The terrified man ignored the question, instead gibbering, “It attacked me! It grabbed my hand and tried to strangle me!”
“What grabbed you? And you haven’t answered my question.”
“That coat! It wouldn’t let me take my hand out if its pocket and then it tried to strangle me with its sleeve!”
“Coats don’t attack people, and what were you doing with your hand in its pocket anyway?” the cloakroom attendant snapped. “I know for a fact that’s not your coat, you’ve got no business going through its pockets, or anyone else’s for that matter!”
“Carlo,” the maitre d’ said to one of the waiters, “call the police. It seems we’ve caught a pickpocket.” The one called Carlo nodded and hurried out. “As for you, you’re coming with me to the manager’s office. I’m making a citizen’s arrest.”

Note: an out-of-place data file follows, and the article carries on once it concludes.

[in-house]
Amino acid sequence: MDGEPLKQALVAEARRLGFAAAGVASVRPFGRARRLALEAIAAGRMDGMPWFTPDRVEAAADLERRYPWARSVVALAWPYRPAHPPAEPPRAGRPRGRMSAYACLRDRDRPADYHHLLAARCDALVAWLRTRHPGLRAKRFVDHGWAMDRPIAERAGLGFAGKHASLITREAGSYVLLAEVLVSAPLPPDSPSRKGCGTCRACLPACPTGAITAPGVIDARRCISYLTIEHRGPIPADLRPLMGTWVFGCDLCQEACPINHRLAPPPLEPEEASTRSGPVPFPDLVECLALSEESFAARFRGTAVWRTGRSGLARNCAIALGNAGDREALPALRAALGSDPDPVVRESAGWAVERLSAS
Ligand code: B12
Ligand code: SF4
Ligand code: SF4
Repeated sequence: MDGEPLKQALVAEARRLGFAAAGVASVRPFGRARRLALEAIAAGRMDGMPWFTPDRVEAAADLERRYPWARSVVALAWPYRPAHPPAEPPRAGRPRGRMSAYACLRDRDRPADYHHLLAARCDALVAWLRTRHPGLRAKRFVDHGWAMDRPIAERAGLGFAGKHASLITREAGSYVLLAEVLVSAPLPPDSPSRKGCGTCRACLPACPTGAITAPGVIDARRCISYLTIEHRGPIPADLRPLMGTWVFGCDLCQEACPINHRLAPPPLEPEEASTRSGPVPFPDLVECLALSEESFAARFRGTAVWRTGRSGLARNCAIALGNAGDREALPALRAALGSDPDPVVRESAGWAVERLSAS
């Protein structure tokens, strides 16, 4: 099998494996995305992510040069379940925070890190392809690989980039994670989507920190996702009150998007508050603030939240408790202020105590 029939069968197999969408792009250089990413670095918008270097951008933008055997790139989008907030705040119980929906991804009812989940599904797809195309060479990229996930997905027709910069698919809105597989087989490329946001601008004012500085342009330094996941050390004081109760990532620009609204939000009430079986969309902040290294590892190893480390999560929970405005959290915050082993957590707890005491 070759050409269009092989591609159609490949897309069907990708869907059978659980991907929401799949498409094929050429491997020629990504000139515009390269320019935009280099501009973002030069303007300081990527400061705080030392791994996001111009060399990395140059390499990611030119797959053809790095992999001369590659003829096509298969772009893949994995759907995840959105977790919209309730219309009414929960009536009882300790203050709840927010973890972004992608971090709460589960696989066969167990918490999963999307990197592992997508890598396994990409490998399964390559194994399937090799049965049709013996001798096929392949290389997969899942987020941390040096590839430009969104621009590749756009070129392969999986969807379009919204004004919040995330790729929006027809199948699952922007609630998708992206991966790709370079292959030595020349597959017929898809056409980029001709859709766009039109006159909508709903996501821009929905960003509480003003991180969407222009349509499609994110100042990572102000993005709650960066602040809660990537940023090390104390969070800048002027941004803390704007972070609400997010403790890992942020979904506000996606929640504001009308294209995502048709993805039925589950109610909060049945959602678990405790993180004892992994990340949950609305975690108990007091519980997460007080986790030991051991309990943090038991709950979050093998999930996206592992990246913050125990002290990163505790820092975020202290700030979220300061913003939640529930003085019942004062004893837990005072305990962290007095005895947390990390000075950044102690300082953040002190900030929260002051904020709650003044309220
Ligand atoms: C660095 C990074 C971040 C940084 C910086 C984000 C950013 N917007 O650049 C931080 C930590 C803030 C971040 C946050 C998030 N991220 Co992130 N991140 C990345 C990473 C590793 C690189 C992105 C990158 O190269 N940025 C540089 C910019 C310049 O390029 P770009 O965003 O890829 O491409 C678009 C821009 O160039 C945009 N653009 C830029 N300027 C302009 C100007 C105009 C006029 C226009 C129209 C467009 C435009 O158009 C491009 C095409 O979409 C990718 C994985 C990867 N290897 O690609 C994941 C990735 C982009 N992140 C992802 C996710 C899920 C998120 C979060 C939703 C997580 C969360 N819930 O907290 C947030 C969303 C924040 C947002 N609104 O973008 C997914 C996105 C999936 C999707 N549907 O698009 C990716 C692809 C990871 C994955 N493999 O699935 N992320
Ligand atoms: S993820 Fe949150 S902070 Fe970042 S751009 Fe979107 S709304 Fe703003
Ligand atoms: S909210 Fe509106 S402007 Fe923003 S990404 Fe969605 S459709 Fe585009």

The thief made no effort to resist. “Anything, just keep that thing away from me!” He was frogmarched out of the cloakroom by the maitre d’ and the other waiter, leaving only the attendant behind.
Instantly, the nice young man unhooked Coat from the rail and hung it on the end of the rack, checking it over for damage, especially the edge of the pocket. “Idiot must have got his watch or something caught, and panicked,” he muttered to himself. “Hope he didn’t tear anything.”
‘I’m fine, just a bit ruffled, that’s all, but thank you for your concern,’ Coat thought, continuing to act like any ordinary coat would in such circumstances. It didn’t want this kind and thoughtful person to panic. Humans had a tendency to overreact.